Psychosocial needs of adolescents and young adults with eczema : a secondary analysis of qualitative data to inform a behaviour change intervention

Ghio, D ORCID:, Greenwell, K, Muller, I, Roberts, A, McNiven, A and Santer, M 2021, 'Psychosocial needs of adolescents and young adults with eczema : a secondary analysis of qualitative data to inform a behaviour change intervention' , British Journal of Health Psychology, 26 (1) , pp. 214-231.

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Objectives: This study aimed to explore adolescents and young adults’ experiences of symptoms related to their eczema in order to determine their psychosocial needs.
Design: A secondary qualitative analysis of two data sources collected through semi‐structured interviews for two different projects, SKINS project and Eczema Care Online project.
Methods: In total, there were 28 transcripts with adolescents and young adults with eczema having a mean age of 19.5 years available to analyse. Interview data were collected from face‐to‐face interviews that were recorded and transcribed. Inductive thematic analysis explored data about symptoms and organized according to psychosocial needs.
Results: Adolescents and young adults with eczema experience both visible symptoms (such as flaky, dry, and inflamed skin) and invisible symptoms (such as itch, pain, exhaustion, and mental distress) that elicit different psychosocial needs. These psychosocial needs are to (i) be understood; (ii) be perceived as normal; and (iii) receive emotional support. Interviewees described a struggle between wanting their peers and family to understand but take their eczema seriously whilst not wanting to stand out and instead to be perceived as ‘normal’, which they would define as being perceived as other adolescents. This has implications on behaviours, such as seeking support, avoiding going out, hiding their skin, as well as emotional implications, such as social isolation and feeling anxious and low.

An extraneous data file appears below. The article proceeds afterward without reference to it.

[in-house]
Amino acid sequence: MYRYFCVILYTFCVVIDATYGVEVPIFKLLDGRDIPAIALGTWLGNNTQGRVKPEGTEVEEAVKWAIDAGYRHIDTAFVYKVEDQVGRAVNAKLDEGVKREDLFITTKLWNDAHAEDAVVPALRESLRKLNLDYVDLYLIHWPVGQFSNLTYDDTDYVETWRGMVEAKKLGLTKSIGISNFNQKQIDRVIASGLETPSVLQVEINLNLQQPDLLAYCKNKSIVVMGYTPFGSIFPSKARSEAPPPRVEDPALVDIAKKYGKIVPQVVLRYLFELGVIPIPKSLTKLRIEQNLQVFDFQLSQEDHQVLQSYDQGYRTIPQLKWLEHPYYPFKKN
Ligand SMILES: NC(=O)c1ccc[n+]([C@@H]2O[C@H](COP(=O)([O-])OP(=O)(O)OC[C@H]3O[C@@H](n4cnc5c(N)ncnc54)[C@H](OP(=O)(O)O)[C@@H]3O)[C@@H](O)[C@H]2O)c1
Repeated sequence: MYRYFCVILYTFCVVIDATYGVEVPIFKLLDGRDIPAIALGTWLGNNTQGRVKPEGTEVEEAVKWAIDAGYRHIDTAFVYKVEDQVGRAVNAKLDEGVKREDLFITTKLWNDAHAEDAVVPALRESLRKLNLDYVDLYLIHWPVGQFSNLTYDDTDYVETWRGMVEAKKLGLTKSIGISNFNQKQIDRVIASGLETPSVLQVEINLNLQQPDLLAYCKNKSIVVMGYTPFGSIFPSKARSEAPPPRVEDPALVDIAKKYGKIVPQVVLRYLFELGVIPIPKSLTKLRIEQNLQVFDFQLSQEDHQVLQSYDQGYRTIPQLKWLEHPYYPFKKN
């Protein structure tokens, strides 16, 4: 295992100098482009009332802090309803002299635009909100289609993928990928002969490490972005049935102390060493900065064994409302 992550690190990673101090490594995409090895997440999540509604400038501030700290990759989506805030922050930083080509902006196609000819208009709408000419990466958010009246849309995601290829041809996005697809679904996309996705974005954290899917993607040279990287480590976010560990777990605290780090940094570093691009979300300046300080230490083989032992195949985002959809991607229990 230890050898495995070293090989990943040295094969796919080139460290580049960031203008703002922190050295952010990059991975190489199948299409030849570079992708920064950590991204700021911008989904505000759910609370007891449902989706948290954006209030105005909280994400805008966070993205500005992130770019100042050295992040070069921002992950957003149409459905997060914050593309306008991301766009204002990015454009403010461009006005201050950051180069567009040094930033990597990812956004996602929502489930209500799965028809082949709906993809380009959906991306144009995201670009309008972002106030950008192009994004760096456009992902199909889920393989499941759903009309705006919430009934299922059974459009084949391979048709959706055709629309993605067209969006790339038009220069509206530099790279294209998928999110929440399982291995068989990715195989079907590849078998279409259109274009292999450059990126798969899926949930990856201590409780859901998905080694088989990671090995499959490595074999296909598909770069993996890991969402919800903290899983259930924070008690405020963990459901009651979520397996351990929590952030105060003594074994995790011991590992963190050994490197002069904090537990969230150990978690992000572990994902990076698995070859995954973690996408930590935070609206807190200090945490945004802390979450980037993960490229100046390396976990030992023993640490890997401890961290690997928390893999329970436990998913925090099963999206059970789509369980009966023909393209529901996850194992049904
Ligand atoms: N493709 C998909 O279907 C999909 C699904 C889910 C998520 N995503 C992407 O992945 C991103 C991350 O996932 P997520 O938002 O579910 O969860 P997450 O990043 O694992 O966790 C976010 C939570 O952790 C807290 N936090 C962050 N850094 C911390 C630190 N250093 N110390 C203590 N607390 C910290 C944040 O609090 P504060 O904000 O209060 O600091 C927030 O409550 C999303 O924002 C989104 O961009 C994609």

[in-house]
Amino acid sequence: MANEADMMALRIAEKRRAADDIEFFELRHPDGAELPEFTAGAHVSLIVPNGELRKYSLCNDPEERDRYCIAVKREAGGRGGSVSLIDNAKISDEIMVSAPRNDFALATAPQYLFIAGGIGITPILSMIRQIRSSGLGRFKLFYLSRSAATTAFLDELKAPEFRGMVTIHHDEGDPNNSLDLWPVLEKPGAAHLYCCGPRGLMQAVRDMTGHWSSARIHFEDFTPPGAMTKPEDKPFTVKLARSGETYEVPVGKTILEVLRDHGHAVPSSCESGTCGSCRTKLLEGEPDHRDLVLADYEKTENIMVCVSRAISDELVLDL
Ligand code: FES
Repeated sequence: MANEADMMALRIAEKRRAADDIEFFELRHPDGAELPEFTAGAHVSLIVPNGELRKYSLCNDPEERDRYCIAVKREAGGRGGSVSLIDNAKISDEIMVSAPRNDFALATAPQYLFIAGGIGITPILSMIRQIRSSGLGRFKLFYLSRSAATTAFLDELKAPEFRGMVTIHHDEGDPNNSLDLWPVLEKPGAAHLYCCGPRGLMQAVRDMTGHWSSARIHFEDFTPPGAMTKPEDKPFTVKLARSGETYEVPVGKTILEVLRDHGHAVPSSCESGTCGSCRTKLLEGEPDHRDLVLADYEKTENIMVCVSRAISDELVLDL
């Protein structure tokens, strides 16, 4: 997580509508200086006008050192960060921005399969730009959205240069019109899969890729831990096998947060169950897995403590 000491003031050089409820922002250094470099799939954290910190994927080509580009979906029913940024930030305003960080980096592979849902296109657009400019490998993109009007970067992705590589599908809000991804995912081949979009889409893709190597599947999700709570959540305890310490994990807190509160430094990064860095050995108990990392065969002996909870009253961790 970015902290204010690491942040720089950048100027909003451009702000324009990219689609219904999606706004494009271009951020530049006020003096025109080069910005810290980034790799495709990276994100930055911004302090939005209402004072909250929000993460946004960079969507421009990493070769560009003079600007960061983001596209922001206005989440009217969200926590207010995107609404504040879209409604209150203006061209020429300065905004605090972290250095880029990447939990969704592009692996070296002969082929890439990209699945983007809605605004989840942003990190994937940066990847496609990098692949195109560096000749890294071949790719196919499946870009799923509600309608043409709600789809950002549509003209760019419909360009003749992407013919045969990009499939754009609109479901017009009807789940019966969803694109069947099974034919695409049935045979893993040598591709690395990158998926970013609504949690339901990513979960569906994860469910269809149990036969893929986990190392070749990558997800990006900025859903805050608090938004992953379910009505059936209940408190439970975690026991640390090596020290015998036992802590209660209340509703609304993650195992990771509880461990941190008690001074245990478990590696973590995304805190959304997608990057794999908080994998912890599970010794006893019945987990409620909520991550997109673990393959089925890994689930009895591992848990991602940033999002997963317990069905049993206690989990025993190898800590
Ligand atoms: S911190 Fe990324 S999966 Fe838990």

Conclusions: Having a better understanding of young people’s experiences and psychosocial needs will provide a framework on how best to support adolescents and young adults when managing symptoms related to eczema.

Item Type: Article
Schools: Schools > School of Health and Society > Centre for Health Sciences Research
Schools > School of Health and Society > Centre for Applied Research in Health, Welfare and Policy
Journal or Publication Title: British Journal of Health Psychology
Publisher: Wiley
ISSN: 1359-107X
Related URLs:
Funders: National Institute for Health Research (NIHR) Programme Grants for Applied Research
Depositing User: Dr Daniela Ghio
Date Deposited: 26 Aug 2020 13:05
Last Modified: 16 Feb 2022 05:26

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